FBI’s ‘Most Wanted Fugitive’ Sentenced for Illegal Firearm
For Immediate Release
U.S. Attorney's Office, Western District of Missouri
KANSAS CITY, Mo. – A Kansas City, Mo., man was sentenced in federal court today for illegally possessing a firearm.
Cory T. Brown, 34, was sentenced by U.S. District Judge Greg Kays to 10 years in federal prison without parole, the statutory maximum penalty.
On March 30, 2023, Brown was convicted at trial of one count of being a felon in possession of a firearm.
Evidence introduced during the trial indicated that Brown was in possession of a Glock 10mm semi-automatic pistol with an extended magazine on Oct. 14, 2021. Under federal law, it is illegal for anyone who has been convicted of a felony to be in possession of any firearm or ammunition. Brown has prior felony convictions for carrying a concealed weapon and resisting a lawful stop.
Brown, who was on the FBI’s Most Wanted Fugitive List, was at the residence of co-defendant Myron A. McMillian, 32, of Independence, Mo., on Oct. 14, 2021. Brown had been indicted in a drug-trafficking conspiracy and was a fugitive for two years. (He was later acquitted of the conspiracy charge at trial.)
FBI agents were conducting surveillance of the apartment complex, and several tactical teams approached the apartment building that evening. Before officers could announce their presence, McMillian and two other people ran from the rear door of the apartment. Brown, wearing a red balaclava pulled over his face with only his eyes visible, was arrested near the back door of the apartment. Brown had $11,072 in cash in his pocket and identity documents with his photo but another person’s name. Officers later searched the silver 2021 Mercedes they had seen Brown driving and found a black Louis Vuitton backpack that contained $5,000 in cash.
Officers executed a search warrant at McMillian’s apartment, where they found eight firearms, approximately 3.5 kilograms of marijuana, and $3,188 in cash.
On the kitchen counter, officers found a Smith & Wesson .40-caliber semi-automatic pistol, a Glock 10mm semi-automatic pistol with an extended magazine, a Smith & Wesson .40-caliber semi-automatic pistol, and marijuana. Officers also found an Anderson Arms AM-15 .556-caliber firearm and a Romarm Cugir Draco 7.62x39mm pistol in the kitchen area. DNA evidence indicated the Glock pistol had been in Brown’s possession.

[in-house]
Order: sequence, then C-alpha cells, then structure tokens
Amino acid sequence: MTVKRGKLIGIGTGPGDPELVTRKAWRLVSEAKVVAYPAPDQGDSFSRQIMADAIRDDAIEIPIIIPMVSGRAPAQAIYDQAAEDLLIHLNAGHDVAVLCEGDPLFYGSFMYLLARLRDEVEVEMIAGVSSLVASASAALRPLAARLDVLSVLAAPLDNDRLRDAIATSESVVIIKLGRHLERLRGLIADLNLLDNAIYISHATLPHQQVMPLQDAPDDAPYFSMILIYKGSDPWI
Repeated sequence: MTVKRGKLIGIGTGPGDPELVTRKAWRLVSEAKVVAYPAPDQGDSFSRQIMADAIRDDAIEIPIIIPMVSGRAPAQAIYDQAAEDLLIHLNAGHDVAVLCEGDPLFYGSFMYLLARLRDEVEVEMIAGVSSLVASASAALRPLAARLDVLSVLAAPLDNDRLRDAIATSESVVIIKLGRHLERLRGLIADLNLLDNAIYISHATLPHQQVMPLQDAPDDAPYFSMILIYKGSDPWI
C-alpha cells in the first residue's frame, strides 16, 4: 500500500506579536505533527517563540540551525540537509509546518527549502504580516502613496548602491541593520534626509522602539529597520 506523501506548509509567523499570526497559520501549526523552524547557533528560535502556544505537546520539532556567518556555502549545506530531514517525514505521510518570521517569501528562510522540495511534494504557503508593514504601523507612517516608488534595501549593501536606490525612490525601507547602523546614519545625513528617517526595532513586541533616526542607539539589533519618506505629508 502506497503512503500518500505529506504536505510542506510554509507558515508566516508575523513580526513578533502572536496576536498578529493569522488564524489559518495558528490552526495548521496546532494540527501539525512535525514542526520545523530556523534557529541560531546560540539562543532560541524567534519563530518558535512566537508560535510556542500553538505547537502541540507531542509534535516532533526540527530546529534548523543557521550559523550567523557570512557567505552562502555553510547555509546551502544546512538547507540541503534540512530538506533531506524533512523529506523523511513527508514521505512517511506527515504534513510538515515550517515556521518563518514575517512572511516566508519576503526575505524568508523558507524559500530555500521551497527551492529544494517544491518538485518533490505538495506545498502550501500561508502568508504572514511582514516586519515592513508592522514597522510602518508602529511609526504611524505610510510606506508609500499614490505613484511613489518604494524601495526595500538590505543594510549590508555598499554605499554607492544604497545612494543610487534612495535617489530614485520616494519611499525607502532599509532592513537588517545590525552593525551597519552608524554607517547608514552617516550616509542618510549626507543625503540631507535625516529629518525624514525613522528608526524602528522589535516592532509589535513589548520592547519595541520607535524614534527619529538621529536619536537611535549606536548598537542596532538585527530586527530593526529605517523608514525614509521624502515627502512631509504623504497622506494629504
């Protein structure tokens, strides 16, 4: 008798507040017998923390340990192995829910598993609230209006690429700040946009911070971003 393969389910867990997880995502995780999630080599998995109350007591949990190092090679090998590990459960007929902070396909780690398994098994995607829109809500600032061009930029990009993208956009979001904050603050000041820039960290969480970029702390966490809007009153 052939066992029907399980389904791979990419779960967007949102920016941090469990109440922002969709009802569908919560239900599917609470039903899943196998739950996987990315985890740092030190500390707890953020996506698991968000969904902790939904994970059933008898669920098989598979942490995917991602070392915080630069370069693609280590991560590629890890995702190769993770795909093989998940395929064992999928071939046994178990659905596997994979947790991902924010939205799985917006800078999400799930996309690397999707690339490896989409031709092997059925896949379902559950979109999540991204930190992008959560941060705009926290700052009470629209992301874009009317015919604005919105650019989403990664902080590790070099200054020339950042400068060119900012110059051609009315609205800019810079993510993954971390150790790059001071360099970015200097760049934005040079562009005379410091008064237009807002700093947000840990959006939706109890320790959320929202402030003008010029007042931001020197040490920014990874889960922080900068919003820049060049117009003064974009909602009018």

In McMillian’s bedroom, officers found a backpack that contained marijuana and approximately $800 in cash. Officers also found a duffel bag that contained approximately 2.5 kilograms of marijuana. Under the mattress of the bed, they found a Smith and Wesson .40-caliber semi-automatic pistol. On the dresser, investigators found marijuana and approximately $1,580 in cash. In a dresser drawer, they found marijuana and approximately $800 in cash.
Officers found a New Frontier Armory .223-caliber rifle in the main living room area, on the floor near the fireplace, an FNH 5.7mm semi-automatic pistol on the arm of the couch, and a Glock .45-caliber semi-automatic pistol on a shelf.
McMillian pleaded guilty to two counts of possessing marijuana with the intent to distribute and was sentenced on Sept. 8, 2023, to 14 months in federal prison without parole.
This case was prosecuted by Assistant U.S. Attorneys Ashleigh A. Ragner and Robert M. Smith. It was investigated by the FBI, the Kansas City, Mo., Police Department, and the Independence, Mo., Police Department.
Project Safe Neighborhoods
This case is part of Project Safe Neighborhoods (PSN), a program bringing together all levels of law enforcement and the communities they serve to reduce violent crime and gun violence, and to make our neighborhoods safer for everyone. On May 26, 2021, the Department launched a violent crime reduction strategy strengthening PSN based on these core principles: fostering trust and legitimacy in our communities, supporting community-based organizations that help prevent violence from occurring in the first place, setting focused and strategic enforcement priorities, and measuring the results.
Updated January 24, 2024
Project Safe Neighborhoods